Bomarzo, The strange garden of monsters from the Renaissance
Posted by Ra Moon
On a summer night, almost five hundred years ago, it is not hard to imagine the mixture of fascination and astonishment of the unwary guests that Prince Orsini had brought to his particular forest, populated by a bizarre delirium of stone.
Step by step, the torches would reveal the colossal sculptures hidden in the undergrowth. Around the corner a new surprise appears. Continuing to a hidden path another unexpected grotesque arises. It was a scenario not designed to please, but to surprise and shock the privileged visitors of that extravaganza of the Italian Cinquecento.
The Sacro Bosco of Bomarzo, also known as Park of the Monsters, is a unique masterpiece ahead of his time, or rather out of time. It was created from the hand of a noble patron, Vicino Orsini, described as artist and anarchic, and an architect, Pirro Ligorio, who later would be responsible for continuing the work of Michelangelo in the Vatican.
The monsters are actually mythological figures, enclosing a constellation of symbols, almost as if it was an initiatic garden. Image by Gaetano Crisafulli
At that time not long ago, the minds of the people were not used to the visual impacts of elaborate special effects; one of the artist's best weapons to shake up his audience were the hammer and a chisel.
Image by Arianna
It's estimated that the works began around 1550 and then the place fell into oblivion for about 350 years, after the death of its creator. Image by Gilmo Costanzo
Sacro Bosco's layout is merged and has continuity with the environment, in contrast to the rational and geometric gardens of the time. Image by Gilmo Costanzo
This effect was accentuated after centuries of neglect and the advance of vegetation. The Park of the Monsters was not recovered from its abandonment until well into the twentieth century. Image by Luca Cerabona
In this picture of a clash of Titans, we can get an idea of the size of the statues.
Image by Genibee
"In Bomarzo the scenery is overwhelming, the observer can not see because he's immersed in a gear of feelings [...] capable of confusing the ideas to harass emotionally, to participate in an absurd, playful and hedonistic world of dreams" (Bruno Zevi, Italian art critic). Image by Bass Nroll
At the mouth of the orc was originally carved Lasciate ogni pensiero voi ch'entrate ("Abandon all thought, ye who enter here"), as opposed to the famous quote from the Divine Comedy, where over the gate of hell was written: "Abandon all hope, ye who enter here". However, nowadays you can only read ogni pensiero vola (Every thought flies). Image by N i c o l a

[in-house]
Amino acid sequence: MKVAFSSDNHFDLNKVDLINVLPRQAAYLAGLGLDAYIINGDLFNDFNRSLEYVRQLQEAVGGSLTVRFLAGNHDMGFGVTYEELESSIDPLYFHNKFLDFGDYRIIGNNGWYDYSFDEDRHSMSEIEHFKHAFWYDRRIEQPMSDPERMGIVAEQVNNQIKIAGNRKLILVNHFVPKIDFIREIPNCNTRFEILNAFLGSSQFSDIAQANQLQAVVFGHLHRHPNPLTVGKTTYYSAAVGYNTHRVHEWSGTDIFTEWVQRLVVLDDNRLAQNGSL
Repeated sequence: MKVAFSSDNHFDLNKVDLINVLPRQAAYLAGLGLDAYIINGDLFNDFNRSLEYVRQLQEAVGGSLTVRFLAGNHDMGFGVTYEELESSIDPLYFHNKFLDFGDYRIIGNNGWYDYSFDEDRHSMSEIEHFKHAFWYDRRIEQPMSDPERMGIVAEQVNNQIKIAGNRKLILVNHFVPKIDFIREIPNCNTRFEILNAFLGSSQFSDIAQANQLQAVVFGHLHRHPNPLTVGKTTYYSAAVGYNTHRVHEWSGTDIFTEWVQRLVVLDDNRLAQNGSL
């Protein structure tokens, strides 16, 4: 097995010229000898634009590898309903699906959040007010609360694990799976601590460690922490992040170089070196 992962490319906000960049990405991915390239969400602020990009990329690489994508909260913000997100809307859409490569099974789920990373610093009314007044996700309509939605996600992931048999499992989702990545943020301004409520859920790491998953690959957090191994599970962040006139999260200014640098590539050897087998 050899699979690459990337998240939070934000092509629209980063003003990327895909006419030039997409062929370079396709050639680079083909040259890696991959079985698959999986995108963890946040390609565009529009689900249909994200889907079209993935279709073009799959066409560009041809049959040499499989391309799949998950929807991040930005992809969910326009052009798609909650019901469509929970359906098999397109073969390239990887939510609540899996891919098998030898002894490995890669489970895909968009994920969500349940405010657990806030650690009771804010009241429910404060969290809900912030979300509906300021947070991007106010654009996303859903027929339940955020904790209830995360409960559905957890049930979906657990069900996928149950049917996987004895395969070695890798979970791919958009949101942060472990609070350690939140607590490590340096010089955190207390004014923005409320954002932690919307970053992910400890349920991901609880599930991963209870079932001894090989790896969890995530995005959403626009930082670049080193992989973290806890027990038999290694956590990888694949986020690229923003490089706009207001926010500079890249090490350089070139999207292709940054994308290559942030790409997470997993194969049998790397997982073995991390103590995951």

But if you cross the threshold of this access to the underworld, in the other side there's a chamber with a table where you can rest and cool off... Or can you have a picnic? Image by 42andpointless
A fortified war elephant crushes a Roman soldier. Probably refers to the exploits of Hannibal of Carthage, the enemy at the gates of the capital of the empire. Image by Alessio Damato
It is unknown the purpose of the design of the park, considered as Mannerist style, preceding the Baroque. One of the enigmatic epigraphs says"Just to set the heart free", as if it were all just a way to seek a catharsis of the soul. Image by Luca Cerabona
The stunning leaning house was, unlike the Tower of Pisa, built this way deliberately.
Image by Andrea Marutti
In any case, it seems that tourists appreciate it.
Image by SnoopyHood
Apparently it is not the only thing that is crooked in the park.
Image by Alfiogreen
On the bench of the picture above is read: "You that are wandering through the world, willing to see high and splendid marvels, do come here where there are horrible faces, elephants, lions, bears, ogres and dragons".
Image by Jordi Chueca
The mausoleum devoted to Vicino Orsini's wife, who died prematurely in the years before the construction of Sacro Bosco, appears to be the most ordinary thing of the entire set. Image by N i c o l a
The Park of Monsters somehow reminds us to a place from another time and a very different tradition, where we have already been: the Buddha Park in Laos. Image by Bruno
As an extra bonus we are including a couple of images from a modern park nearby, that saving the distances, has many similarities with Bomarzo: the Garden of Daniel Spoerri in Seggiano. Image by Daniele Badini
There are over one hundred sculptures installed from around fifty different artists, as this circle of unicorns captured in an epic winter atmosphere by Daniele Badini.